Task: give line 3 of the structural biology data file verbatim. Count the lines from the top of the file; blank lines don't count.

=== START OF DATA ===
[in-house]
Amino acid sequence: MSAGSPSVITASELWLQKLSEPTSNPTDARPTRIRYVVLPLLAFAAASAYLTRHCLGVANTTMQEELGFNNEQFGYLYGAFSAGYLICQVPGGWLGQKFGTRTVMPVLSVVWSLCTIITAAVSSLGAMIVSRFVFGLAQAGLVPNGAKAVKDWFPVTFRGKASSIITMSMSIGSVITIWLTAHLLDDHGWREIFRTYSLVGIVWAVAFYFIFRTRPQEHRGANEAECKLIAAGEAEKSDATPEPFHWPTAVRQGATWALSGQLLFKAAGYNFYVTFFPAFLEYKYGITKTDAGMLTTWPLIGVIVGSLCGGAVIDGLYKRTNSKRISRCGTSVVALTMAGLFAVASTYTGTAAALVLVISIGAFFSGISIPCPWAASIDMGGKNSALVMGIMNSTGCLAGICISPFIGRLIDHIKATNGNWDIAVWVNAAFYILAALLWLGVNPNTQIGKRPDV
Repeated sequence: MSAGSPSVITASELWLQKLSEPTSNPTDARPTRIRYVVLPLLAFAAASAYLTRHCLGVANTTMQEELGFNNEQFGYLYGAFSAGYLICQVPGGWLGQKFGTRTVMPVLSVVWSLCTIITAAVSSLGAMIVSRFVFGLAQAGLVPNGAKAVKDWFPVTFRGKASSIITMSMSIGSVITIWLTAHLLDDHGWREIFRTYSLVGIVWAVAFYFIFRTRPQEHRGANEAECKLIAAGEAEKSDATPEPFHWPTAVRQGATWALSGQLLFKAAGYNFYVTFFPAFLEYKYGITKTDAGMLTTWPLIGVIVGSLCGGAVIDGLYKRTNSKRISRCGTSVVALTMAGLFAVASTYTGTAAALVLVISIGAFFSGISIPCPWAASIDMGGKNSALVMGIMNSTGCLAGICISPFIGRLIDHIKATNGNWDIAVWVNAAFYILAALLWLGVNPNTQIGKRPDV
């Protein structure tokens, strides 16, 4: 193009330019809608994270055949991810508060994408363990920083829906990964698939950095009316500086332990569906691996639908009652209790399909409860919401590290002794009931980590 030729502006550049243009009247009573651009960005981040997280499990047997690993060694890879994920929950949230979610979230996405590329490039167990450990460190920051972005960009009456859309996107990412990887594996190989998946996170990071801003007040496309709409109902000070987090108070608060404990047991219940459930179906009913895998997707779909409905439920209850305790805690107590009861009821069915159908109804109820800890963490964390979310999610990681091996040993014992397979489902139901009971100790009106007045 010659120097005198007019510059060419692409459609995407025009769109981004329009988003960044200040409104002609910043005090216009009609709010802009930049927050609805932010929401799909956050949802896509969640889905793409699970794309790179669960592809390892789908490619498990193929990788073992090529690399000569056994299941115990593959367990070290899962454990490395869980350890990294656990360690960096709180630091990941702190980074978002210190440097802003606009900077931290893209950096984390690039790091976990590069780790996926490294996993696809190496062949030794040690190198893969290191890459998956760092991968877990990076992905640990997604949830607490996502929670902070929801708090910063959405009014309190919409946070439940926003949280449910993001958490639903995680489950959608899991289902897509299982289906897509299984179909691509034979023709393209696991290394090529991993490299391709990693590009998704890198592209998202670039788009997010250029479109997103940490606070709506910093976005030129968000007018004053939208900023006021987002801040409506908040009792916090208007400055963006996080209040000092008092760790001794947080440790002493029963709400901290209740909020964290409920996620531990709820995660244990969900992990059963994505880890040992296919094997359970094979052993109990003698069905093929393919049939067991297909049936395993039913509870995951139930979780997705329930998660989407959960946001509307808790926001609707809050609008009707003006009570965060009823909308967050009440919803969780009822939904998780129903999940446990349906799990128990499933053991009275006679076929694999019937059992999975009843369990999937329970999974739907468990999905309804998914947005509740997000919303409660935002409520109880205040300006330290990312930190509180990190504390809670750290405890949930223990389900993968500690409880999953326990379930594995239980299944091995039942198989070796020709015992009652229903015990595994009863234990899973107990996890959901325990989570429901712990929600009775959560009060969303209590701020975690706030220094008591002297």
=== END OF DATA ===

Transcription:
Repeated sequence: MSAGSPSVITASELWLQKLSEPTSNPTDARPTRIRYVVLPLLAFAAASAYLTRHCLGVANTTMQEELGFNNEQFGYLYGAFSAGYLICQVPGGWLGQKFGTRTVMPVLSVVWSLCTIITAAVSSLGAMIVSRFVFGLAQAGLVPNGAKAVKDWFPVTFRGKASSIITMSMSIGSVITIWLTAHLLDDHGWREIFRTYSLVGIVWAVAFYFIFRTRPQEHRGANEAECKLIAAGEAEKSDATPEPFHWPTAVRQGATWALSGQLLFKAAGYNFYVTFFPAFLEYKYGITKTDAGMLTTWPLIGVIVGSLCGGAVIDGLYKRTNSKRISRCGTSVVALTMAGLFAVASTYTGTAAALVLVISIGAFFSGISIPCPWAASIDMGGKNSALVMGIMNSTGCLAGICISPFIGRLIDHIKATNGNWDIAVWVNAAFYILAALLWLGVNPNTQIGKRPDV